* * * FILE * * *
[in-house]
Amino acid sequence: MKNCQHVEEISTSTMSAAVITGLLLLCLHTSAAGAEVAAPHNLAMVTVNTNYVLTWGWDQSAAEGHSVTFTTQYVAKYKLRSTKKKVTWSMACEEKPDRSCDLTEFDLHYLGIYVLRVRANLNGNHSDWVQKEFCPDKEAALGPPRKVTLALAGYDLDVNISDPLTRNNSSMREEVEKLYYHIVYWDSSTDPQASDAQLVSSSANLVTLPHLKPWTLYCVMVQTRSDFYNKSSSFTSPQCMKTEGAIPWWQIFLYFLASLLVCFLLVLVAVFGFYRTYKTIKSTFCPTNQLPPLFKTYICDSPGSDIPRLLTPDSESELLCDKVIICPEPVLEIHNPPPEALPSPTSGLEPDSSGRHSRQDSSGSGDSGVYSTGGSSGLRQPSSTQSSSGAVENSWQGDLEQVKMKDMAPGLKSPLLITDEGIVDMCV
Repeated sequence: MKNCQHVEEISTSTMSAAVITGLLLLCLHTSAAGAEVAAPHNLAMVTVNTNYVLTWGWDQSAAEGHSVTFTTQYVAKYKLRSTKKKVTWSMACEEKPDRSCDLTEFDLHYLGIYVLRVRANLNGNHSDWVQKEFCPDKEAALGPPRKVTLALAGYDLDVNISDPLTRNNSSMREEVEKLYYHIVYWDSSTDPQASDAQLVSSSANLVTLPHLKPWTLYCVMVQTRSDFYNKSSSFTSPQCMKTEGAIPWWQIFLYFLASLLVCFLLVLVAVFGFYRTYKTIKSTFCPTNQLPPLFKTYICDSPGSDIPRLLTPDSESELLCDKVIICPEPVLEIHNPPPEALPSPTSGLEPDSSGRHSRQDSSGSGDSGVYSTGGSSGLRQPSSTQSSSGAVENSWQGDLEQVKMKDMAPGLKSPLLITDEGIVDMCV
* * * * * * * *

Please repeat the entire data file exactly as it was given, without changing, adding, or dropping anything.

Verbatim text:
[in-house]
Amino acid sequence: MKNCQHVEEISTSTMSAAVITGLLLLCLHTSAAGAEVAAPHNLAMVTVNTNYVLTWGWDQSAAEGHSVTFTTQYVAKYKLRSTKKKVTWSMACEEKPDRSCDLTEFDLHYLGIYVLRVRANLNGNHSDWVQKEFCPDKEAALGPPRKVTLALAGYDLDVNISDPLTRNNSSMREEVEKLYYHIVYWDSSTDPQASDAQLVSSSANLVTLPHLKPWTLYCVMVQTRSDFYNKSSSFTSPQCMKTEGAIPWWQIFLYFLASLLVCFLLVLVAVFGFYRTYKTIKSTFCPTNQLPPLFKTYICDSPGSDIPRLLTPDSESELLCDKVIICPEPVLEIHNPPPEALPSPTSGLEPDSSGRHSRQDSSGSGDSGVYSTGGSSGLRQPSSTQSSSGAVENSWQGDLEQVKMKDMAPGLKSPLLITDEGIVDMCV
Repeated sequence: MKNCQHVEEISTSTMSAAVITGLLLLCLHTSAAGAEVAAPHNLAMVTVNTNYVLTWGWDQSAAEGHSVTFTTQYVAKYKLRSTKKKVTWSMACEEKPDRSCDLTEFDLHYLGIYVLRVRANLNGNHSDWVQKEFCPDKEAALGPPRKVTLALAGYDLDVNISDPLTRNNSSMREEVEKLYYHIVYWDSSTDPQASDAQLVSSSANLVTLPHLKPWTLYCVMVQTRSDFYNKSSSFTSPQCMKTEGAIPWWQIFLYFLASLLVCFLLVLVAVFGFYRTYKTIKSTFCPTNQLPPLFKTYICDSPGSDIPRLLTPDSESELLCDKVIICPEPVLEIHNPPPEALPSPTSGLEPDSSGRHSRQDSSGSGDSGVYSTGGSSGLRQPSSTQSSSGAVENSWQGDLEQVKMKDMAPGLKSPLLITDEGIVDMCV